Released On 1st Oct 2019
What’s the Difference between an Importer of Record and a Customs Broker?
Millions of dollars’ worth of goods move around the world every single day, arriving at airports, sea ports and in vehicles over land. At some point in their journey all goods are required to go through some sort of clearance process when crossing national borders, regardless of the nature of the goods.
Most goods are unremarkable and require minimal preparation for import; the process to clear is well documented and straightforward. However, when goods such as IT or medical goods require clearance then it becomes a little more complicated.
This is where the difference between an Importer of Record and a Customs broker become a little clearer.
The role of the Customs Broker
The Customs broker acts on behalf of an importer or exporter. This is a person or entity that is licensed by the local customs authority.
In order to become licensed, they must demonstrate that they have a general knowledge of customs law, tariff coding, tariff schedules, the import and export processes and regulations. Their knowledge must also cover the required documentation and how it should be correctly submitted. A customs broker is responsible for submitting all documentation for clearing goods through the local customs department.
The role of the Importer of Record (IoR)
The Importer of Record is often the owner or purchaser of the imported goods and must be a legal entity within the country the goods are being imported into. The IoR is legally responsible for the import processes and procedure of the goods and the application to import, as well as clearing the goods and paying the taxes and duties.
So…what is the difference?
A Customs broker isn’t the legal importer of the goods, isn’t responsible for paying the taxes and duties and isn’t legally required to ensure the goods get to their listed end destination. They will generally clear goods such as clothing, commodity items and goods that are not restricted by Customs law in any way.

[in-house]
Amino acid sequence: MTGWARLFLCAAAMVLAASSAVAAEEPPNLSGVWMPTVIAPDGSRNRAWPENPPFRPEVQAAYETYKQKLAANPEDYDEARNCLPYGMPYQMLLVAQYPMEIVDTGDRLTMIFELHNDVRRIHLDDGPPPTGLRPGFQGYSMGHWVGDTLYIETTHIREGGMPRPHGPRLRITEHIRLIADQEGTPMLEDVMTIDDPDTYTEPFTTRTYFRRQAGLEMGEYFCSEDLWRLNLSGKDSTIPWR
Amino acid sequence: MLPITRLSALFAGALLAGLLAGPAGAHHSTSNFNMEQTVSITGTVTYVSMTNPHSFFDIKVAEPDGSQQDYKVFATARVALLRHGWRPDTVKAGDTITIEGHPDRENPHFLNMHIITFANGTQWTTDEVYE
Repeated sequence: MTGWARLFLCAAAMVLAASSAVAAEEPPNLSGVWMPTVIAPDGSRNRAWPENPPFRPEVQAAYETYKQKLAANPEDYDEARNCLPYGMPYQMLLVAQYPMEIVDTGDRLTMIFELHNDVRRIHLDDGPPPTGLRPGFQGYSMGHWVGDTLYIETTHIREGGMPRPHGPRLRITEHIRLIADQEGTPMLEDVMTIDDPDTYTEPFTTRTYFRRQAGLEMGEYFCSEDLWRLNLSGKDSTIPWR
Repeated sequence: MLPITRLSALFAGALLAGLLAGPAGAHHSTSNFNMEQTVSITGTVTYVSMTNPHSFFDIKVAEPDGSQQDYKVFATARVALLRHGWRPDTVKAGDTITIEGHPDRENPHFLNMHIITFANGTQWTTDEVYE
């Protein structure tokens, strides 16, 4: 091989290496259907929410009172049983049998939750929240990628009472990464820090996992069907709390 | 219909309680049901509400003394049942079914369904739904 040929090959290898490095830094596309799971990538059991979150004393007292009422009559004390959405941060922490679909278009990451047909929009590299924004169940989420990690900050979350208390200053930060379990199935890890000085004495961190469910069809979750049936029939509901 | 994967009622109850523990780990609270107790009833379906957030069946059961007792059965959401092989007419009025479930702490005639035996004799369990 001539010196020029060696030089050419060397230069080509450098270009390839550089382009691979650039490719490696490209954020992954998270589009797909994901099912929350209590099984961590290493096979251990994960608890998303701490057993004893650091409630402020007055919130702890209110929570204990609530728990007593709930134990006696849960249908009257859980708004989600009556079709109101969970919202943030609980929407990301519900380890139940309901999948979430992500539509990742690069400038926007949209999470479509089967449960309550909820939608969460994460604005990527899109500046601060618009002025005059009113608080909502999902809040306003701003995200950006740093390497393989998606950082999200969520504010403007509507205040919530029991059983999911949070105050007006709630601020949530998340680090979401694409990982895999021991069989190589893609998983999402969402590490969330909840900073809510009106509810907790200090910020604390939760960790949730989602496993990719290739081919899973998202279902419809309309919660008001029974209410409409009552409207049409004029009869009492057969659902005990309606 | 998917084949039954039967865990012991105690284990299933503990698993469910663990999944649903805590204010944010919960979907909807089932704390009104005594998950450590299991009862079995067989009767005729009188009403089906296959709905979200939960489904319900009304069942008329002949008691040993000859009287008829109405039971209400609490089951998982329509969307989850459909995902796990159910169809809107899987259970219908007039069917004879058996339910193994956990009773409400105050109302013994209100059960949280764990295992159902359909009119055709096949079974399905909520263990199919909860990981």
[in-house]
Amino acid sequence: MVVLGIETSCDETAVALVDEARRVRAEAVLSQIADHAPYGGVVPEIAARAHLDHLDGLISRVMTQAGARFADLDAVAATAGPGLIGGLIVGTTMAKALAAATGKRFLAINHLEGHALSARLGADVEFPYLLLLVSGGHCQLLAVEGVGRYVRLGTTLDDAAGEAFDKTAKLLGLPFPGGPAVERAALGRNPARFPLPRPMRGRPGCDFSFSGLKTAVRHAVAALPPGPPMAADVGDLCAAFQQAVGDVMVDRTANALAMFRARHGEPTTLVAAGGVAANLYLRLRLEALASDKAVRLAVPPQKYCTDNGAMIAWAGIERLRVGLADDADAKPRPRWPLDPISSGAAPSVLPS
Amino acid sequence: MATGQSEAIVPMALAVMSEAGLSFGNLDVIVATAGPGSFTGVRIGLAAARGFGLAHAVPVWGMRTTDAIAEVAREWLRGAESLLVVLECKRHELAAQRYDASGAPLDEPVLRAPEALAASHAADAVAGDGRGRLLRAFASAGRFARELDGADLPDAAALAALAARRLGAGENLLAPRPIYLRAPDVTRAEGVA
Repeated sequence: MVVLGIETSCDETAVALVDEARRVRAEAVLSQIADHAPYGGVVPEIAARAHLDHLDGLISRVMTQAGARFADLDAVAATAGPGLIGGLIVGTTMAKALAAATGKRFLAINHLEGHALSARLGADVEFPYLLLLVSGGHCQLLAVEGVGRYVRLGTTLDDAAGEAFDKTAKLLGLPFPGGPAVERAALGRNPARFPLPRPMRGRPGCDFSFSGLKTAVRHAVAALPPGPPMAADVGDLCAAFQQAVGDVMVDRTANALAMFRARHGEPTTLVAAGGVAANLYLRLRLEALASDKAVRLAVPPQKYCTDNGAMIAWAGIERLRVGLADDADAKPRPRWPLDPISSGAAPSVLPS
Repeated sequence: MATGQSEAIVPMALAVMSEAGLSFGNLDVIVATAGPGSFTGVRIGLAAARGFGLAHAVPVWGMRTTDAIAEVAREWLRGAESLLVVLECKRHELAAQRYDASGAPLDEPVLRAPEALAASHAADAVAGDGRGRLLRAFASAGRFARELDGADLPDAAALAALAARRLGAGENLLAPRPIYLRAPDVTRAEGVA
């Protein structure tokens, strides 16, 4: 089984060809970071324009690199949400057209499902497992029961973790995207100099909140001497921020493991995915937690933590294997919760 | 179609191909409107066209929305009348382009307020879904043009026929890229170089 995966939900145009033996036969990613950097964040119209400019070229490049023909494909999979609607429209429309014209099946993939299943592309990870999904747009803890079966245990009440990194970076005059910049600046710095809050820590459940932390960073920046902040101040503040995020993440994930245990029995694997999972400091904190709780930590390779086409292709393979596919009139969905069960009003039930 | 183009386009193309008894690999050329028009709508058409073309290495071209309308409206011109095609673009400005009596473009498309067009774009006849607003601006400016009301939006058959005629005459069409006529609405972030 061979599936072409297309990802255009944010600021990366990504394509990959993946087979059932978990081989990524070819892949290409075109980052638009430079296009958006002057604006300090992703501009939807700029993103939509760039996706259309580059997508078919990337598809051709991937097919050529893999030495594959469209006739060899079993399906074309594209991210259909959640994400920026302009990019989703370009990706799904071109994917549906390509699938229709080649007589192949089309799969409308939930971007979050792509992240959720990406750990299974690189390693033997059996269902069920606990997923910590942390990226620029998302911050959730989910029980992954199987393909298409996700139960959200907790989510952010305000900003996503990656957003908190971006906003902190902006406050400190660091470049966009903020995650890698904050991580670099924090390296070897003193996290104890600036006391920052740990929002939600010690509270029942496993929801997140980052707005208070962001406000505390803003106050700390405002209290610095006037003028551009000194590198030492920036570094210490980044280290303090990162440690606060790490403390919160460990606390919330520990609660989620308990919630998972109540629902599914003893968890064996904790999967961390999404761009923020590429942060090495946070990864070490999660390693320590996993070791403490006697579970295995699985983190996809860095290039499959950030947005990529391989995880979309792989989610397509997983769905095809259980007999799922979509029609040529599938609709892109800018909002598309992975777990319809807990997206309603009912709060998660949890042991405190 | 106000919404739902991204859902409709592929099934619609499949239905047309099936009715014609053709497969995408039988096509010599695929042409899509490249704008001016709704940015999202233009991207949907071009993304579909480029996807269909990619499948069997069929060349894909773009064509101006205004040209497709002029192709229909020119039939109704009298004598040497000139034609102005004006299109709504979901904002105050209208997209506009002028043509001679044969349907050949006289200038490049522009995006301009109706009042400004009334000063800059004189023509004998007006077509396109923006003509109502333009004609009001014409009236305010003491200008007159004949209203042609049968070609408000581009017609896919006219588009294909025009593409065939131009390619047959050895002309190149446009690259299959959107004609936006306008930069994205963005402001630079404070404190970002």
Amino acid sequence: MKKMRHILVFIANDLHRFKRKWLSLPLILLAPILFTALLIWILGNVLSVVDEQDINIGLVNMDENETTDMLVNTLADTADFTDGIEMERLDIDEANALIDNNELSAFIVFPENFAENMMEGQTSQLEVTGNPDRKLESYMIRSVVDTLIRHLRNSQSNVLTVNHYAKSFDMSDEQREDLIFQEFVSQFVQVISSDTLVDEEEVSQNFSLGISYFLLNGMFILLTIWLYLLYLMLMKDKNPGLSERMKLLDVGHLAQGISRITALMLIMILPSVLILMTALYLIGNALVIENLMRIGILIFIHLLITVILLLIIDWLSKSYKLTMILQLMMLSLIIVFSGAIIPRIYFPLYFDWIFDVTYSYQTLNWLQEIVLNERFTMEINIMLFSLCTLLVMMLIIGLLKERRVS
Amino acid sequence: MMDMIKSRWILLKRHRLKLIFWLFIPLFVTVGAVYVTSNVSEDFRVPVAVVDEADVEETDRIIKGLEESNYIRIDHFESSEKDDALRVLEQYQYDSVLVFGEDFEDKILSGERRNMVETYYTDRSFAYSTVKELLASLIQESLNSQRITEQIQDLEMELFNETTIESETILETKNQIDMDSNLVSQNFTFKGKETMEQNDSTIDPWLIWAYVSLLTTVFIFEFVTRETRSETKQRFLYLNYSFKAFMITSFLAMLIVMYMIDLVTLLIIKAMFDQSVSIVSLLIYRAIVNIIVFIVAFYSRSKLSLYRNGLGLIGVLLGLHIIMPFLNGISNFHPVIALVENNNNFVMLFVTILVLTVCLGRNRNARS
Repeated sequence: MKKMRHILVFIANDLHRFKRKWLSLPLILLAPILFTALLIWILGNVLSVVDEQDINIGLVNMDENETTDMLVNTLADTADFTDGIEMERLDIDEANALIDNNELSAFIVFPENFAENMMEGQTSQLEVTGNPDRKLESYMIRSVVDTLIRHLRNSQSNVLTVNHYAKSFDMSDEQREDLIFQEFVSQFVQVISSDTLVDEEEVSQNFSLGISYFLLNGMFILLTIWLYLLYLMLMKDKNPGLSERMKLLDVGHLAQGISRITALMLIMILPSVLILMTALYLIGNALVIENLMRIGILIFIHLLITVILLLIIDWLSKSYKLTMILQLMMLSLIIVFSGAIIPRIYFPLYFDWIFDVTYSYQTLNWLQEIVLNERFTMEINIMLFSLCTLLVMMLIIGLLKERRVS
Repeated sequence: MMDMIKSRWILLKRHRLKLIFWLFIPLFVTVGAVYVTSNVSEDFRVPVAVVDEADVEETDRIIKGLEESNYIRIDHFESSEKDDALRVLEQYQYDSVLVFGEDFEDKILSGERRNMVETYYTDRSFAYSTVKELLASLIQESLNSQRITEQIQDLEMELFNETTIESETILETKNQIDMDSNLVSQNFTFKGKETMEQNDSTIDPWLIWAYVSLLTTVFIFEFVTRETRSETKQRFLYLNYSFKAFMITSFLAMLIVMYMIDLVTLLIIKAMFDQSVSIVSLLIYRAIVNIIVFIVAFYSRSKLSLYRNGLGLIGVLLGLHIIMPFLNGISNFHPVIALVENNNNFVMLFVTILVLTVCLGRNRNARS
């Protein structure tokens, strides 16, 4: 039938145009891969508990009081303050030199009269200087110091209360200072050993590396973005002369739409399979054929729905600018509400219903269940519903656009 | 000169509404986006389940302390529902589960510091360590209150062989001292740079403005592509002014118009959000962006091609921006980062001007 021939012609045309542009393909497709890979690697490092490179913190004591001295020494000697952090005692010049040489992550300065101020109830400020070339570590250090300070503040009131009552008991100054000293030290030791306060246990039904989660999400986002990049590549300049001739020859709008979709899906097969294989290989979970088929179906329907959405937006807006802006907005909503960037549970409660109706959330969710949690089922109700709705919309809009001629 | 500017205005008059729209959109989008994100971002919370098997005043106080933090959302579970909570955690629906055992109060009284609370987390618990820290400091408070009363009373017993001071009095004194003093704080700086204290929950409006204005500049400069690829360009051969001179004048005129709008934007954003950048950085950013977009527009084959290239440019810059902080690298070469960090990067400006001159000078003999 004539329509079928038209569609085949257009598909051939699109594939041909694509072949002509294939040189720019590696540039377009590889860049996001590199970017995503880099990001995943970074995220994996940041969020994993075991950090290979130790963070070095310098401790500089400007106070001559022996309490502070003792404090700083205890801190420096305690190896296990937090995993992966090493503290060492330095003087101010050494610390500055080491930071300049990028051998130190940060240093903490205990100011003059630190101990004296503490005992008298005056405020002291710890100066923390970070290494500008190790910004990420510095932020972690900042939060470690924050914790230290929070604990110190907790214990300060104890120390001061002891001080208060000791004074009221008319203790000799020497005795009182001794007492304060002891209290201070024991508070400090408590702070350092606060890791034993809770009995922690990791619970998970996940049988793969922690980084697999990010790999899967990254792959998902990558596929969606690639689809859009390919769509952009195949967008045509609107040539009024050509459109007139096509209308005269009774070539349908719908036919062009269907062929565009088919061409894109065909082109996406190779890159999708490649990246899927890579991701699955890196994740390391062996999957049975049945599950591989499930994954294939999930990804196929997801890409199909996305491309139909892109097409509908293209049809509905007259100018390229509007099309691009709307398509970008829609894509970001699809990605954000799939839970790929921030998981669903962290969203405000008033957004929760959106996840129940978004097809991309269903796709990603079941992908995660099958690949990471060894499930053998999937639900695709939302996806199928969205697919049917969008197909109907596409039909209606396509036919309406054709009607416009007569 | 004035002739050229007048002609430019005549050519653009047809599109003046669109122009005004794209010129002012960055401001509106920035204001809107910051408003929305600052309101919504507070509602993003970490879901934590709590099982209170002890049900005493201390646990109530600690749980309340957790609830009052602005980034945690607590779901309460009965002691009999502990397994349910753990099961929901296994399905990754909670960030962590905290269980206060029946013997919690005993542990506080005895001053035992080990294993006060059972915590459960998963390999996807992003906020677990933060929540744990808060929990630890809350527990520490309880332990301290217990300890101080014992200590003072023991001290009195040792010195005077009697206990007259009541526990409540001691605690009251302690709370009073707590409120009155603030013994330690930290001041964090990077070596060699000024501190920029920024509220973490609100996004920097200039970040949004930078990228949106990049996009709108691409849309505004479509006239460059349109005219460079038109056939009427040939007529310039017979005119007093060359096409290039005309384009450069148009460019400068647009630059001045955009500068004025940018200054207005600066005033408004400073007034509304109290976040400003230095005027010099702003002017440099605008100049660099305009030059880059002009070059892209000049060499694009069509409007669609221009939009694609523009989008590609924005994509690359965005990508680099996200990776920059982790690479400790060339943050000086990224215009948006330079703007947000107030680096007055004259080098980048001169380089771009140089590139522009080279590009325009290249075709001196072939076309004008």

A third-party Importer of Record is generally required when the seller or buyer does not want to be the legal importer or exporter of the goods, and does not want to get involved in the legal process.
This typically occurs when the movement of the goods is restricted or heavily regulated, such IT or medical items. The process to import such items can be lengthy and complex, and has many legal requirements such as ensuring the commodity coding is correct, and the goods are declared with the correct classification and value.
There is often pre-shipment paperwork that must be submitted, for example end-user undertakings declaring where and for what purpose the goods will be used; import permits; equipment certification; letters of conformity etc.
Submitting these documents requires in-depth knowledge of the import procedures and forms of that product type. The payment of taxes and duties is also the responsibility of the Importer of Record as well as doing the last-mile delivery.
Can a customs broker also be the importer of record?
The simple answer is yes, they can but it would mean that they are required to take on the responsibility of an importer of record, which includes any pre-shipment paperwork and preparation. They would also have to list their company as the importer of record. A customs broker acting in the additional capacity of the importer of record would be required to deliver the goods to the end-user. Typically, a customs broker wouldn’t have the resource to do this.
Generally, a registered Importer of Record will act as a general customs broker, but it’s rarer for it to be the other way round as the process is more complicated; knowledge and skill is required to import controlled goods. Additionally, the imported goods become a taxable asset of the company listed as the importer of record, which adds an in-country financial complexity to the process.
Mouse & Bear Solutions has extensive experience of acting as an Importer of Record to 160 countries globally. Please email firstname.lastname@example.org, call 01935 848526 or send the enquiry form below.
22 February 2023